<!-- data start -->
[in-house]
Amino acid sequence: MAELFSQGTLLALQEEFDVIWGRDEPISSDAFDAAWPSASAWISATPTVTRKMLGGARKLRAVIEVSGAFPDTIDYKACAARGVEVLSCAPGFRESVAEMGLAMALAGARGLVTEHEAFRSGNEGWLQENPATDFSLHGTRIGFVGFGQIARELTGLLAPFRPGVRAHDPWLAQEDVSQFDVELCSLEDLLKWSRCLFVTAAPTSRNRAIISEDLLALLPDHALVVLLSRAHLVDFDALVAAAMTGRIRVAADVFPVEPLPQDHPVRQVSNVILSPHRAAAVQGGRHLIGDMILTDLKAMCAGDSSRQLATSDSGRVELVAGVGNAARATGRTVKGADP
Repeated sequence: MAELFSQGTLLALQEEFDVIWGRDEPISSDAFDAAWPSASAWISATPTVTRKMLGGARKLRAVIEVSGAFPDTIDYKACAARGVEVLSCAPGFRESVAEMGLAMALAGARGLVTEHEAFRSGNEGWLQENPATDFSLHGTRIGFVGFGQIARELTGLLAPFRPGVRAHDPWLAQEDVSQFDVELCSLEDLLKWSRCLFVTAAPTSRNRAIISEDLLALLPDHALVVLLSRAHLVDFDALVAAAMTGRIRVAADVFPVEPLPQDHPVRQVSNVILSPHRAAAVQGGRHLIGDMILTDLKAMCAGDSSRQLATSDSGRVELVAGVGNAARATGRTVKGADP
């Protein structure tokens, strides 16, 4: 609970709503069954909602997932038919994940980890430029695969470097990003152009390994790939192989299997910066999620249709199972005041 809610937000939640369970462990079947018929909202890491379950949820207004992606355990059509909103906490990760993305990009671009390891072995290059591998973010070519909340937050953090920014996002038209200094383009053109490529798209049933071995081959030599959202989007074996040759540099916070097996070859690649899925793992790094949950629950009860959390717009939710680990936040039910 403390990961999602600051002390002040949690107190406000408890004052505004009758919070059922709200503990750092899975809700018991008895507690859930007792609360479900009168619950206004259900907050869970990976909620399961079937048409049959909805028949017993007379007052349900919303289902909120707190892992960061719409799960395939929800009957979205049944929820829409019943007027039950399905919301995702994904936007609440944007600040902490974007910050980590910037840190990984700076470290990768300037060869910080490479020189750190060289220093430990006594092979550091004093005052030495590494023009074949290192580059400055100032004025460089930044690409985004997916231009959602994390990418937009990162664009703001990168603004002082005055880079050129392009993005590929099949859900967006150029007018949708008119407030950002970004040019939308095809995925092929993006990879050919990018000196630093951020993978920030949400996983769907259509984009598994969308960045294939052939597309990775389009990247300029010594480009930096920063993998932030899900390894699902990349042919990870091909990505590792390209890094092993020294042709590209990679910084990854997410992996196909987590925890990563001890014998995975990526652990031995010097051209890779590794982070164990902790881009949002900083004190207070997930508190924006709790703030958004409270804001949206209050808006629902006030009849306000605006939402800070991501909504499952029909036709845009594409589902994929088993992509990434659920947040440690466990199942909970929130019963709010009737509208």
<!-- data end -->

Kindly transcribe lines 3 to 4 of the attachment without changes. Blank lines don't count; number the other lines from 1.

Repeated sequence: MAELFSQGTLLALQEEFDVIWGRDEPISSDAFDAAWPSASAWISATPTVTRKMLGGARKLRAVIEVSGAFPDTIDYKACAARGVEVLSCAPGFRESVAEMGLAMALAGARGLVTEHEAFRSGNEGWLQENPATDFSLHGTRIGFVGFGQIARELTGLLAPFRPGVRAHDPWLAQEDVSQFDVELCSLEDLLKWSRCLFVTAAPTSRNRAIISEDLLALLPDHALVVLLSRAHLVDFDALVAAAMTGRIRVAADVFPVEPLPQDHPVRQVSNVILSPHRAAAVQGGRHLIGDMILTDLKAMCAGDSSRQLATSDSGRVELVAGVGNAARATGRTVKGADP
């Protein structure tokens, strides 16, 4: 609970709503069954909602997932038919994940980890430029695969470097990003152009390994790939192989299997910066999620249709199972005041 809610937000939640369970462990079947018929909202890491379950949820207004992606355990059509909103906490990760993305990009671009390891072995290059591998973010070519909340937050953090920014996002038209200094383009053109490529798209049933071995081959030599959202989007074996040759540099916070097996070859690649899925793992790094949950629950009860959390717009939710680990936040039910 403390990961999602600051002390002040949690107190406000408890004052505004009758919070059922709200503990750092899975809700018991008895507690859930007792609360479900009168619950206004259900907050869970990976909620399961079937048409049959909805028949017993007379007052349900919303289902909120707190892992960061719409799960395939929800009957979205049944929820829409019943007027039950399905919301995702994904936007609440944007600040902490974007910050980590910037840190990984700076470290990768300037060869910080490479020189750190060289220093430990006594092979550091004093005052030495590494023009074949290192580059400055100032004025460089930044690409985004997916231009959602994390990418937009990162664009703001990168603004002082005055880079050129392009993005590929099949859900967006150029007018949708008119407030950002970004040019939308095809995925092929993006990879050919990018000196630093951020993978920030949400996983769907259509984009598994969308960045294939052939597309990775389009990247300029010594480009930096920063993998932030899900390894699902990349042919990870091909990505590792390209890094092993020294042709590209990679910084990854997410992996196909987590925890990563001890014998995975990526652990031995010097051209890779590794982070164990902790881009949002900083004190207070997930508190924006709790703030958004409270804001949206209050808006629902006030009849306000605006939402800070991501909504499952029909036709845009594409589902994929088993992509990434659920947040440690466990199942909970929130019963709010009737509208």